I wasn’t always appreciative of my education. The seemingly endless string of tests and papers often seemed like torture devices inflicted by teachers and professors that I simply had to withstand in order to get into college or get a job. When I got to college, however, that all changed.
I became involved in the anti-genocide movement on the George Washington University campus and learned a lot about places like Sudan and the Democratic Republic of Congo. This work introduced me to the Banaa Sudan Educational Empowerment Network, which changed my perspective on education. I became a student leader in Banaa and worked with others to provide full scholarships to American universities and other support for students from Sudan and South Sudan. I came into contact with current scholars who are incredibly passionate, intelligent and remarkable individuals committed to returning to their countries and using their knowledge to resolve the economic and social issues that they face. I have learned that supporting education is an investment in people. No other kind of aid has the ability to snowball so greatly as, once educated, people teach one another and are able to use their skills not once, as physical or monetary support provides, but again and again for years and generations.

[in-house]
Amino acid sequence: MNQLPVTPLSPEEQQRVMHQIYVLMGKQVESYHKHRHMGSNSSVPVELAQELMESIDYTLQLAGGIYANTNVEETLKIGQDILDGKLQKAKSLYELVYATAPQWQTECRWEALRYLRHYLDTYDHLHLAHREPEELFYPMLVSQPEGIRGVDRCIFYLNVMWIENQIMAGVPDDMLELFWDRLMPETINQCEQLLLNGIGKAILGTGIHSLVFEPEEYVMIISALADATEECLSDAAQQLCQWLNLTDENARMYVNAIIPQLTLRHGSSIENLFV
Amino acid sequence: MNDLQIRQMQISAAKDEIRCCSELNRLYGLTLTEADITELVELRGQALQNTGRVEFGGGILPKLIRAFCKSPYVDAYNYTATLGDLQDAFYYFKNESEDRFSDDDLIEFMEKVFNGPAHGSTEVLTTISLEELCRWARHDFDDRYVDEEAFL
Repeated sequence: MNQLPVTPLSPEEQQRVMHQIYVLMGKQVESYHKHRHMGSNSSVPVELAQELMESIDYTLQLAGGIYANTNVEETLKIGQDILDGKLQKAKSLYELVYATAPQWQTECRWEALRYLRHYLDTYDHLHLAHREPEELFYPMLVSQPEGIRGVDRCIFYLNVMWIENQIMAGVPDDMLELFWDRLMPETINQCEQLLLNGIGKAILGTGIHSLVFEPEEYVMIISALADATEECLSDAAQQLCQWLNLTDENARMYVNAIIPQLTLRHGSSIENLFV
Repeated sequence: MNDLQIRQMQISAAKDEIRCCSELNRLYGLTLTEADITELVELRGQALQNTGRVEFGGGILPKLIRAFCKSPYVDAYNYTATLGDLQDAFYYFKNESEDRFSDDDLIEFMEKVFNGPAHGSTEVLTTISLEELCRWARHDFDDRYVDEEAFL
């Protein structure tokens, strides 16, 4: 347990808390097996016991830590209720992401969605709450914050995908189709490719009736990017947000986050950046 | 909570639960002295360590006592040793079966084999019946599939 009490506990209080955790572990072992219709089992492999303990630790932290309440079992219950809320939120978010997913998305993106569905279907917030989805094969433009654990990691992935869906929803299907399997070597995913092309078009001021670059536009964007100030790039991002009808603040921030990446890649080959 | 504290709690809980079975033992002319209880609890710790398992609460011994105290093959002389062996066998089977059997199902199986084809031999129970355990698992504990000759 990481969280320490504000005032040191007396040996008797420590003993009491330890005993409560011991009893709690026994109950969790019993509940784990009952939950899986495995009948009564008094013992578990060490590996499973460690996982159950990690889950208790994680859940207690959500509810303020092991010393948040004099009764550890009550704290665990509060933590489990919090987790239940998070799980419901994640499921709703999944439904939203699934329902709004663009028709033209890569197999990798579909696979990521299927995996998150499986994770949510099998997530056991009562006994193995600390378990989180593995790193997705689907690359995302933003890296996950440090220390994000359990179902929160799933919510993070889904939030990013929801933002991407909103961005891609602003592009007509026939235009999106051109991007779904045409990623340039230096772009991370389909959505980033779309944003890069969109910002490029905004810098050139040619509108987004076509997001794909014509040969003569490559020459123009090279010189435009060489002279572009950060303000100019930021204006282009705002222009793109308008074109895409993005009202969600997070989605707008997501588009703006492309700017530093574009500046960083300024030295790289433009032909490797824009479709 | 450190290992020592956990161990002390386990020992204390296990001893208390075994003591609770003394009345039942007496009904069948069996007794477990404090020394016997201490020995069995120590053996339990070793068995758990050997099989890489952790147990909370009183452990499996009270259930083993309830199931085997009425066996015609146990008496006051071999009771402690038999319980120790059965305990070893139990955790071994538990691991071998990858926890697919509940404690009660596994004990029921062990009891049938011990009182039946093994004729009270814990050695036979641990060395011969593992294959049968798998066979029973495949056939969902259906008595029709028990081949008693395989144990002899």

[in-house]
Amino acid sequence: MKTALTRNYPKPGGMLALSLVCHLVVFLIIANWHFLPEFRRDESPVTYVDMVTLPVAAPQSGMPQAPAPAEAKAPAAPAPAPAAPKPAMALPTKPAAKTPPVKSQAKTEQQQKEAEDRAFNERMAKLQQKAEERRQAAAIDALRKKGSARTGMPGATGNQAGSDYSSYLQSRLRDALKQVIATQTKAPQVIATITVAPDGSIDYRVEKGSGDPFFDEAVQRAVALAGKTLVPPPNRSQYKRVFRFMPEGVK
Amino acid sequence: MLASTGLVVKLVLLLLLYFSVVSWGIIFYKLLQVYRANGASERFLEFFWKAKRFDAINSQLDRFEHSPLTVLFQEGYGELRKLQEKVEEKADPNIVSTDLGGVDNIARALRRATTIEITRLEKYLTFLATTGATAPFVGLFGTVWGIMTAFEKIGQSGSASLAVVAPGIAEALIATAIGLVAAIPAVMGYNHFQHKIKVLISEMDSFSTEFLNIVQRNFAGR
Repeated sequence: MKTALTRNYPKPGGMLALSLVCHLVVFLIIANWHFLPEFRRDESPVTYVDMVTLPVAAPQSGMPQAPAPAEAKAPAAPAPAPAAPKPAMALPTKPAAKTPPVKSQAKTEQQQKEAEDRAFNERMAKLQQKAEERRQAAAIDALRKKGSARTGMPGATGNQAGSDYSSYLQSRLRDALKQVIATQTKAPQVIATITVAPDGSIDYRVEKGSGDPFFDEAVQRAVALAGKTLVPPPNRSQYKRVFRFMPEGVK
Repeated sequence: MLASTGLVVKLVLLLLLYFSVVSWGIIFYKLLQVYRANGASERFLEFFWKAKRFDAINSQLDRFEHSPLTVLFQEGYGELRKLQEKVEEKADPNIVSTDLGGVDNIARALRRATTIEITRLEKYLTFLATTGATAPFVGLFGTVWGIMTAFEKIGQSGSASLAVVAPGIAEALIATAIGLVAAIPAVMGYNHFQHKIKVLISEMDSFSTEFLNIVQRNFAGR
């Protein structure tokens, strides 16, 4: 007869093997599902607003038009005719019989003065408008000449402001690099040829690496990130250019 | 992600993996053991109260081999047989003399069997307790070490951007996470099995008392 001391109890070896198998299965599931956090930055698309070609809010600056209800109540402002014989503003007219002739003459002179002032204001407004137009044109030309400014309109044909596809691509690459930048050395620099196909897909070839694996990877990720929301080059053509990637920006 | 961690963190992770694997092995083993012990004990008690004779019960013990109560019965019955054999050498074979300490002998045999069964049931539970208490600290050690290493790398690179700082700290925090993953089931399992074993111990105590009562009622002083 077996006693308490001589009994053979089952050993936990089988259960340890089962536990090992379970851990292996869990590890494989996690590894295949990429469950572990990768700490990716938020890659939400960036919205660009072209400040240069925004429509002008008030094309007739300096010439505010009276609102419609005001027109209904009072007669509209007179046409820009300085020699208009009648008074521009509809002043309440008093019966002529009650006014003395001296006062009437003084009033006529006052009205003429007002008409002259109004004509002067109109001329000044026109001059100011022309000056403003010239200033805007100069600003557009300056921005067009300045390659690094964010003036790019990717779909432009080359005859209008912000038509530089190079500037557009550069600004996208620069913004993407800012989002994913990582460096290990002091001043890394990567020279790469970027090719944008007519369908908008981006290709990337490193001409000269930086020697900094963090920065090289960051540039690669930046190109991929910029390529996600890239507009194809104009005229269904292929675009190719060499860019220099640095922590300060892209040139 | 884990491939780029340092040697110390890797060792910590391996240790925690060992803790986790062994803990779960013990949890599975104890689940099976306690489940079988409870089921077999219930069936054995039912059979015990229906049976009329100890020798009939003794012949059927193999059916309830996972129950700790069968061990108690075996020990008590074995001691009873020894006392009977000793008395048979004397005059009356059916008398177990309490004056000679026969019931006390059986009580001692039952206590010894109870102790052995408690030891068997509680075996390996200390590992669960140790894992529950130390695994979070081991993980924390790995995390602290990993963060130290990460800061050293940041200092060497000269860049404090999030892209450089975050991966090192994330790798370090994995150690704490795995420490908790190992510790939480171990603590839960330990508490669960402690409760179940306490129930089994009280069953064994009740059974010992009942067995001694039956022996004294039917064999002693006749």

Working with Banaa has taught me about the importance of education; it is what changes the world. Education is the first step to treating disease, building roads, starting businesses, and writing and speaking to spread the word. I have seen firsthand how education helps people to grow and enables them to improve their world. I am proud to be able to use my own education to help provide educations for students both in America with Banaa and now on the ground in Tanzania as part of the Achieve in Africa team.
– Haley Aubuchon
Achieve in Africa Intern